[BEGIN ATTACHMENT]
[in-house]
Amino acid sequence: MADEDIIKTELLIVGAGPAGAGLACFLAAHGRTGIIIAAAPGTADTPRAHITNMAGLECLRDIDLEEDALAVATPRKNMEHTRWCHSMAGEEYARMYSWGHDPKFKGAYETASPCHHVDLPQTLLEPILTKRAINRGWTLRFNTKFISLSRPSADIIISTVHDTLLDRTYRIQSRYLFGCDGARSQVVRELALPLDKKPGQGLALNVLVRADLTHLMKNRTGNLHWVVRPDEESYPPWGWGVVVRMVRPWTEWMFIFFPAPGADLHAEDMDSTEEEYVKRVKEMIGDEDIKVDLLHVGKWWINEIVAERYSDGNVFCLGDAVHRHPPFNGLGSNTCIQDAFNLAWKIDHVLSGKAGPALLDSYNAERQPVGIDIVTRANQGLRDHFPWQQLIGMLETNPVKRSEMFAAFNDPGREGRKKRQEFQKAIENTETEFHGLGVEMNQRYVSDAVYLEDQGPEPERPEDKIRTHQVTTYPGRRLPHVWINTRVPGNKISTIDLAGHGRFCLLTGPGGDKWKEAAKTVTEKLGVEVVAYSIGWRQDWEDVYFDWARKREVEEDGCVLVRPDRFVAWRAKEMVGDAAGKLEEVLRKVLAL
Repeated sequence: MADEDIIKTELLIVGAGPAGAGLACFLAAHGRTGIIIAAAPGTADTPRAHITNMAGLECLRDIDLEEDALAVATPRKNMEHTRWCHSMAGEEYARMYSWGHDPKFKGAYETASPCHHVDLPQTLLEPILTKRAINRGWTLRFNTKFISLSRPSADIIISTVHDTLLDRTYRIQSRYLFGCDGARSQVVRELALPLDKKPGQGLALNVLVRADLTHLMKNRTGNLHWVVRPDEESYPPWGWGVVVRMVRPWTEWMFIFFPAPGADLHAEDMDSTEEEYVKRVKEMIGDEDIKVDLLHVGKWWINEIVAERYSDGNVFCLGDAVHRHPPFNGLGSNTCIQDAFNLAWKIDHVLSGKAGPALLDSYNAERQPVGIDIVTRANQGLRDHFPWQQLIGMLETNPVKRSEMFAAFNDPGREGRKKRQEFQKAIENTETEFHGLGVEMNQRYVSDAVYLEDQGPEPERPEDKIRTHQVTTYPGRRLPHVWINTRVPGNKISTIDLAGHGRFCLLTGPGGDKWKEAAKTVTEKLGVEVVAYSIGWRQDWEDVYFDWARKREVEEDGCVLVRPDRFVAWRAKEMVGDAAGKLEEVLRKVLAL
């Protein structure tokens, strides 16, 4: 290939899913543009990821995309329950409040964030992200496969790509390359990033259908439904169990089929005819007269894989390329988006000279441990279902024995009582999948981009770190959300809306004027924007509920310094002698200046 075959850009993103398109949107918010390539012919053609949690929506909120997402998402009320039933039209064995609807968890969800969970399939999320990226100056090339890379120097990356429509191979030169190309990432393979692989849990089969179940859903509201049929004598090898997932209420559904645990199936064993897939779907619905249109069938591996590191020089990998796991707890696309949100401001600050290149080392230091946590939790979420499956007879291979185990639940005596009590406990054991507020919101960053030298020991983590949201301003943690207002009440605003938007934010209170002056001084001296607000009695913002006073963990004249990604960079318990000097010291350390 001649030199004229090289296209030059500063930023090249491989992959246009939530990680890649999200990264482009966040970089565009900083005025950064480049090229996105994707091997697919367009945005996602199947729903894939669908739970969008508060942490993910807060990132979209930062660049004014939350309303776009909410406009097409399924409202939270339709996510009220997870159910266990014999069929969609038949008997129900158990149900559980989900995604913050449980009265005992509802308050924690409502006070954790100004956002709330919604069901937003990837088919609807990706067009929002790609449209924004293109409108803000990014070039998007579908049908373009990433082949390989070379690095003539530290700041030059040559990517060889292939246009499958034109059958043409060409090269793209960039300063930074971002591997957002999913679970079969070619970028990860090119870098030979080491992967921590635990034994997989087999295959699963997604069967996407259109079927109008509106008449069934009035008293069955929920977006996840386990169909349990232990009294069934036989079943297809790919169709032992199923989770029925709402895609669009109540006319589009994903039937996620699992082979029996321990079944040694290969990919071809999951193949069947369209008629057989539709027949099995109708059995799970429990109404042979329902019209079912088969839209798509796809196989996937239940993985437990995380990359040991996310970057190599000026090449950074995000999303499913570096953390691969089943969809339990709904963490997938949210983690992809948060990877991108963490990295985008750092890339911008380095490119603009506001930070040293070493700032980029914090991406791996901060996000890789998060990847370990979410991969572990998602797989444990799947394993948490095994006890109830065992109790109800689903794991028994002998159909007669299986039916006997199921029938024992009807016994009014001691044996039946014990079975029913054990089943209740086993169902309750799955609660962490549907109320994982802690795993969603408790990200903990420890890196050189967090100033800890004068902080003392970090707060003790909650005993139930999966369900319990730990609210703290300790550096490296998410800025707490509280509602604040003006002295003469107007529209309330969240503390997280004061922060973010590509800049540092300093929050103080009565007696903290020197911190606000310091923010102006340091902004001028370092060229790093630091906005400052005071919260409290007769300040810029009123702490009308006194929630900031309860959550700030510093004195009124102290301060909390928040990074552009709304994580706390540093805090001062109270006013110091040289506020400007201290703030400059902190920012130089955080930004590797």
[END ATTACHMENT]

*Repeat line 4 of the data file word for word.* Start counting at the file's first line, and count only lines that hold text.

């Protein structure tokens, strides 16, 4: 290939899913543009990821995309329950409040964030992200496969790509390359990033259908439904169990089929005819007269894989390329988006000279441990279902024995009582999948981009770190959300809306004027924007509920310094002698200046 075959850009993103398109949107918010390539012919053609949690929506909120997402998402009320039933039209064995609807968890969800969970399939999320990226100056090339890379120097990356429509191979030169190309990432393979692989849990089969179940859903509201049929004598090898997932209420559904645990199936064993897939779907619905249109069938591996590191020089990998796991707890696309949100401001600050290149080392230091946590939790979420499956007879291979185990639940005596009590406990054991507020919101960053030298020991983590949201301003943690207002009440605003938007934010209170002056001084001296607000009695913002006073963990004249990604960079318990000097010291350390 001649030199004229090289296209030059500063930023090249491989992959246009939530990680890649999200990264482009966040970089565009900083005025950064480049090229996105994707091997697919367009945005996602199947729903894939669908739970969008508060942490993910807060990132979209930062660049004014939350309303776009909410406009097409399924409202939270339709996510009220997870159910266990014999069929969609038949008997129900158990149900559980989900995604913050449980009265005992509802308050924690409502006070954790100004956002709330919604069901937003990837088919609807990706067009929002790609449209924004293109409108803000990014070039998007579908049908373009990433082949390989070379690095003539530290700041030059040559990517060889292939246009499958034109059958043409060409090269793209960039300063930074971002591997957002999913679970079969070619970028990860090119870098030979080491992967921590635990034994997989087999295959699963997604069967996407259109079927109008509106008449069934009035008293069955929920977006996840386990169909349990232990009294069934036989079943297809790919169709032992199923989770029925709402895609669009109540006319589009994903039937996620699992082979029996321990079944040694290969990919071809999951193949069947369209008629057989539709027949099995109708059995799970429990109404042979329902019209079912088969839209798509796809196989996937239940993985437990995380990359040991996310970057190599000026090449950074995000999303499913570096953390691969089943969809339990709904963490997938949210983690992809948060990877991108963490990295985008750092890339911008380095490119603009506001930070040293070493700032980029914090991406791996901060996000890789998060990847370990979410991969572990998602797989444990799947394993948490095994006890109830065992109790109800689903794991028994002998159909007669299986039916006997199921029938024992009807016994009014001691044996039946014990079975029913054990089943209740086993169902309750799955609660962490549907109320994982802690795993969603408790990200903990420890890196050189967090100033800890004068902080003392970090707060003790909650005993139930999966369900319990730990609210703290300790550096490296998410800025707490509280509602604040003006002295003469107007529209309330969240503390997280004061922060973010590509800049540092300093929050103080009565007696903290020197911190606000310091923010102006340091902004001028370092060229790093630091906005400052005071919260409290007769300040810029009123702490009308006194929630900031309860959550700030510093004195009124102290301060909390928040990074552009709304994580706390540093805090001062109270006013110091040289506020400007201290703030400059902190920012130089955080930004590797």